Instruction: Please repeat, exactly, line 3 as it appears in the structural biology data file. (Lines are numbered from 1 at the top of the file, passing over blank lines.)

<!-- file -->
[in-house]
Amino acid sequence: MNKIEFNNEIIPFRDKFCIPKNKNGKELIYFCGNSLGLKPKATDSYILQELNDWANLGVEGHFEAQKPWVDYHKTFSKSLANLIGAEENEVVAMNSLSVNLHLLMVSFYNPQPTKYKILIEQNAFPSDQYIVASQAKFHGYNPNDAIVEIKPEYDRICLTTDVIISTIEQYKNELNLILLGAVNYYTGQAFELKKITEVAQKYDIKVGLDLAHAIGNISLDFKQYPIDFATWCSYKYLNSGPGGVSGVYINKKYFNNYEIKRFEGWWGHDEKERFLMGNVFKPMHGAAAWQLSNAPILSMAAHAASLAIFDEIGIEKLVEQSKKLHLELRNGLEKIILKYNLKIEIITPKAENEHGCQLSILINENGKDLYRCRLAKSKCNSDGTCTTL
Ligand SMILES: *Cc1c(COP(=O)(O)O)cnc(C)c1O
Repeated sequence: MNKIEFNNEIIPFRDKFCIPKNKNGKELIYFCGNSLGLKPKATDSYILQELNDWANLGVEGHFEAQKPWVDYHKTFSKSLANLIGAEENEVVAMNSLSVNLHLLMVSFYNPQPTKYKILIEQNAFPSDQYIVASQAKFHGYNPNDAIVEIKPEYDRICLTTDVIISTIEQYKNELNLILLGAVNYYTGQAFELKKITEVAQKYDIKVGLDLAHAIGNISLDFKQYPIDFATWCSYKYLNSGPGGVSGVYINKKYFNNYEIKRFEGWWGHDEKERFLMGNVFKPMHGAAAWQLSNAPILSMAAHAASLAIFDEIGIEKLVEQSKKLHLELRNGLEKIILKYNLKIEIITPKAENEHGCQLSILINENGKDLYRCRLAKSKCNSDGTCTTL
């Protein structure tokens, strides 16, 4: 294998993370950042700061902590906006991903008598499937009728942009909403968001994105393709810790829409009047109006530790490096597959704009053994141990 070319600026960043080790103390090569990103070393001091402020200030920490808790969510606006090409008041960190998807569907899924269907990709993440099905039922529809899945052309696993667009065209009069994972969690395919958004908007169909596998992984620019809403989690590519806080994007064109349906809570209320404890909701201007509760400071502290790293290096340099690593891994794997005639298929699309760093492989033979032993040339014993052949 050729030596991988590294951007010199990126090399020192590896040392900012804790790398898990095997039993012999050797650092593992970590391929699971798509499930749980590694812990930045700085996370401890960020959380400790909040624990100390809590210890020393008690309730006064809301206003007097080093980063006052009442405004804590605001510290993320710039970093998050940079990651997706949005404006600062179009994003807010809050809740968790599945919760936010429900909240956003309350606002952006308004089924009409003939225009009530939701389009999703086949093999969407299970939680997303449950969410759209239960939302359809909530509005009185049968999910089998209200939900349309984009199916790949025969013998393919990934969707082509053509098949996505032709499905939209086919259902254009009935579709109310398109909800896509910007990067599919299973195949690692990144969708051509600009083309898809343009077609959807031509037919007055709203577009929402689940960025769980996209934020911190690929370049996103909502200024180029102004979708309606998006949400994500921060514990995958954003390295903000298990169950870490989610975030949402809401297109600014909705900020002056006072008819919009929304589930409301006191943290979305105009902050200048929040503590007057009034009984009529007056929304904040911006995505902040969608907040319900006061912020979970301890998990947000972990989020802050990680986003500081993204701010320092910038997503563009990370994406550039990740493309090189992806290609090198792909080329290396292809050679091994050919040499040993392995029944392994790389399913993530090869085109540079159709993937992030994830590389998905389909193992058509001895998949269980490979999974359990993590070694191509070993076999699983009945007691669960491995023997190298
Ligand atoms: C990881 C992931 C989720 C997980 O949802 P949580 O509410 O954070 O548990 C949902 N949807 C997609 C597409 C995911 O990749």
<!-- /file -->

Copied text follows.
Ligand SMILES: *Cc1c(COP(=O)(O)O)cnc(C)c1O